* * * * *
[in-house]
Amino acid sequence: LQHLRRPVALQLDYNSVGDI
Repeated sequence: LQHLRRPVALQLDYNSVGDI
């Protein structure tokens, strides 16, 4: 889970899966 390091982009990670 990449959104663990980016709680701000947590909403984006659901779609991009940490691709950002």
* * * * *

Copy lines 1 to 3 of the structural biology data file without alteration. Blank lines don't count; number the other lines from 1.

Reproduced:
[in-house]
Amino acid sequence: LQHLRRPVALQLDYNSVGDI
Repeated sequence: LQHLRRPVALQLDYNSVGDI